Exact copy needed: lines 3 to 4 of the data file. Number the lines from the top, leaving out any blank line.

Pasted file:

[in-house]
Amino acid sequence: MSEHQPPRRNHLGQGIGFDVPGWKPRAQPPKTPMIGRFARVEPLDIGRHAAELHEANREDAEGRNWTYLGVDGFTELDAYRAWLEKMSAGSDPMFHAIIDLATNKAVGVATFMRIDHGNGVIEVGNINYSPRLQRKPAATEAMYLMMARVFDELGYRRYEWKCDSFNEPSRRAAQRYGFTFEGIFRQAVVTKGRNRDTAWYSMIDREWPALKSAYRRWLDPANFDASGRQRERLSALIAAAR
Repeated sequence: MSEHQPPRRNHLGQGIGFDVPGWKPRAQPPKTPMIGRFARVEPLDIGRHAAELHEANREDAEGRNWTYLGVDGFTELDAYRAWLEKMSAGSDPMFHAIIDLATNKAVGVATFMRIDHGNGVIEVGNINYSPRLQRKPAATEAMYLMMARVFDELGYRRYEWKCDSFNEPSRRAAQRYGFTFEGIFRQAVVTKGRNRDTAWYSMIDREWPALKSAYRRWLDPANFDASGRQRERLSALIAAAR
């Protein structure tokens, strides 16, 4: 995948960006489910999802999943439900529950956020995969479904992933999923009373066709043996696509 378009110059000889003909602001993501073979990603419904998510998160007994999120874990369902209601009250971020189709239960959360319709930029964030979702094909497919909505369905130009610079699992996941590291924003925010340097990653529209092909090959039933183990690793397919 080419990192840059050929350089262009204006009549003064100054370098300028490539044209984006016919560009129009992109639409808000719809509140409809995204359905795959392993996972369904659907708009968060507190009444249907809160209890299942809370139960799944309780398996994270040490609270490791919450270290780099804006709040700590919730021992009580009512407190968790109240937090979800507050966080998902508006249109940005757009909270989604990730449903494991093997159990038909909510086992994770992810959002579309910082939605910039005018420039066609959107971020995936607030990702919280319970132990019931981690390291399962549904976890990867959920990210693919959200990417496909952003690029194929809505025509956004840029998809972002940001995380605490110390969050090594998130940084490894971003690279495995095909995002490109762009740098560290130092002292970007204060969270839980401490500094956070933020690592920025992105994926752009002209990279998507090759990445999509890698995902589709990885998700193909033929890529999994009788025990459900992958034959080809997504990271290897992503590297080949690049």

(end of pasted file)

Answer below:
Repeated sequence: MSEHQPPRRNHLGQGIGFDVPGWKPRAQPPKTPMIGRFARVEPLDIGRHAAELHEANREDAEGRNWTYLGVDGFTELDAYRAWLEKMSAGSDPMFHAIIDLATNKAVGVATFMRIDHGNGVIEVGNINYSPRLQRKPAATEAMYLMMARVFDELGYRRYEWKCDSFNEPSRRAAQRYGFTFEGIFRQAVVTKGRNRDTAWYSMIDREWPALKSAYRRWLDPANFDASGRQRERLSALIAAAR
């Protein structure tokens, strides 16, 4: 995948960006489910999802999943439900529950956020995969479904992933999923009373066709043996696509 378009110059000889003909602001993501073979990603419904998510998160007994999120874990369902209601009250971020189709239960959360319709930029964030979702094909497919909505369905130009610079699992996941590291924003925010340097990653529209092909090959039933183990690793397919 080419990192840059050929350089262009204006009549003064100054370098300028490539044209984006016919560009129009992109639409808000719809509140409809995204359905795959392993996972369904659907708009968060507190009444249907809160209890299942809370139960799944309780398996994270040490609270490791919450270290780099804006709040700590919730021992009580009512407190968790109240937090979800507050966080998902508006249109940005757009909270989604990730449903494991093997159990038909909510086992994770992810959002579309910082939605910039005018420039066609959107971020995936607030990702919280319970132990019931981690390291399962549904976890990867959920990210693919959200990417496909952003690029194929809505025509956004840029998809972002940001995380605490110390969050090594998130940084490894971003690279495995095909995002490109762009740098560290130092002292970007204060969270839980401490500094956070933020690592920025992105994926752009002209990279998507090759990445999509890698995902589709990885998700193909033929890529999994009788025990459900992958034959080809997504990271290897992503590297080949690049």